The bakery, with an average daily revenue of more than 5,000 yuan ($703), has been embraced by both locals and tourists alike, becoming a must-visit culinary hotspot in Harbin. Its unique offerings allow visitors to immerse themselves in the charm of Russian culture.

Bread holds a deep symbolic significance in Russian culture, representing values such as respect, friendship, prosperity and celebration. Bread, in particular, is considered a vital part of daily life and is often seen as a gesture of utmost hospitality when offered to guests. It is a symbol of abundance and goodwill, embodying the spirit of unity and generosity in Russian society, Danko said.

"Bread acts as a bridge between Russian and Chinese people," Danko said. 

Apart from enthusiasm and professionalism, the key element in making the bread is love. The large Russian community and deep-rooted habit of eating bread in Harbin, coupled with its Russian-style cuisine and profound history, undoubtedly make baked goods a must-have in the city.

'Second hometown'

People-to-people exchanges and understanding of each other's culture are the basis of long-term good neighborliness. 

In Danko's view, bread baking is not just a livelihood, but also a way to bring the people of China and Russia closer together. Many people in Harbin enjoy Russian bread, creating a warm and pleasant atmosphere that attracted Danko and his family to put down roots here. "Harbin is my second hometown," he said.

Apart from the prosperity of his business, he also found a sense of belonging in Harbin. "It is a Chinese city with a Russian feel. When I came here three years ago, it was such a strong feeling of intuition that pulled me to the city and it just seemed like the 'right thing to do,'" he said.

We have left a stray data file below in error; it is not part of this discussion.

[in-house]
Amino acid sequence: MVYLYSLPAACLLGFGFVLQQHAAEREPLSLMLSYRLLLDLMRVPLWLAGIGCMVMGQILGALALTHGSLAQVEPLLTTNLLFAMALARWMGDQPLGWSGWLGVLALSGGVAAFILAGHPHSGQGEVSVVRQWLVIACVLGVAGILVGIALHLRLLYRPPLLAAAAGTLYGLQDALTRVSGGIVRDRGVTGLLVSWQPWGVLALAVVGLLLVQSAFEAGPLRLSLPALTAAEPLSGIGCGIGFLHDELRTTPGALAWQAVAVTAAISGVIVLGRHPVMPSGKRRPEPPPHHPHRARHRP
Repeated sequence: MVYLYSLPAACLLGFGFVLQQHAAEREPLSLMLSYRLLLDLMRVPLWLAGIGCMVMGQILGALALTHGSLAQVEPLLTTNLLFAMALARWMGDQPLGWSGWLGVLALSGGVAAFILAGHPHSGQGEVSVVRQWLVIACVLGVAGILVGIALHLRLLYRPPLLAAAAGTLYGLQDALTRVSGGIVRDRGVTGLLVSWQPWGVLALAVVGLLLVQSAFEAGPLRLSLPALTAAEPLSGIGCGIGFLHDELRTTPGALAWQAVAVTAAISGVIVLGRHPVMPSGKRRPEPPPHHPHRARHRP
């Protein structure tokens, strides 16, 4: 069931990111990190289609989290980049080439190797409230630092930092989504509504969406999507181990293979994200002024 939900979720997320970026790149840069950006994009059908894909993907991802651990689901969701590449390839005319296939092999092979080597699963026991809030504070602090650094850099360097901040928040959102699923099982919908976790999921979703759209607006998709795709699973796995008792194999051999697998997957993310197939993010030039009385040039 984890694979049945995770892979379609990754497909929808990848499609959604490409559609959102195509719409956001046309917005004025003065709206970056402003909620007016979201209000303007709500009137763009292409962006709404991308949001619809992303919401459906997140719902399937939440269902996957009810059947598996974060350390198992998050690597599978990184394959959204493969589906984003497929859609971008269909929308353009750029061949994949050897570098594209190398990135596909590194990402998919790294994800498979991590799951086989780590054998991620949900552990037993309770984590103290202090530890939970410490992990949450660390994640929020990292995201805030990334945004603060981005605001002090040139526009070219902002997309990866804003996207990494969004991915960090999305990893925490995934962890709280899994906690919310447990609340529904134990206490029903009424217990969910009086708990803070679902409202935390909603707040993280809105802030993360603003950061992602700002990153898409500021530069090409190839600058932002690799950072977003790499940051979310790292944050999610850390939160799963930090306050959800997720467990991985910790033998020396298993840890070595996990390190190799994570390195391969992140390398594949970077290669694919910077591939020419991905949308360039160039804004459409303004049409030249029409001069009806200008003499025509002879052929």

Its huge Russian influence has once gained Harbin the nickname "Oriental Moscow," or "Little Moscow." The city is well known for its historical Russian cultural influence and is also famous for its role as an important gateway in China-Russia trade today. For decades, Russian culture has had a significant impact on Harbin's architecture, education, literature, and art, making it a city with unique charm.

"Russian culture is not just about its physical architecture. It's quite embedded in people's lifestyles as well," Wu, an employee at Danko's bakery said. "It's not until I went traveling in Europe and Russia two years ago that I realized many of the things that we've been eating are actually Russian influenced." 

"My wife and I are foreigners. Our children were born in China, so they are just like the ordinary Chinese people. For them, Chinese is their first language, then it is Russian," Dennis said. "From kindergarten, and elementary school, to future university, work, and marriage, my kids will all be here. Harbin is our home," Danko said.

According to Danko, his family does lots of business with Harbin, and many of his clients have also chosen to learn Russian as their second language, which Danko says is because, "economically and culturally we are the closest partners and friends. It's a very natural thing," he noted.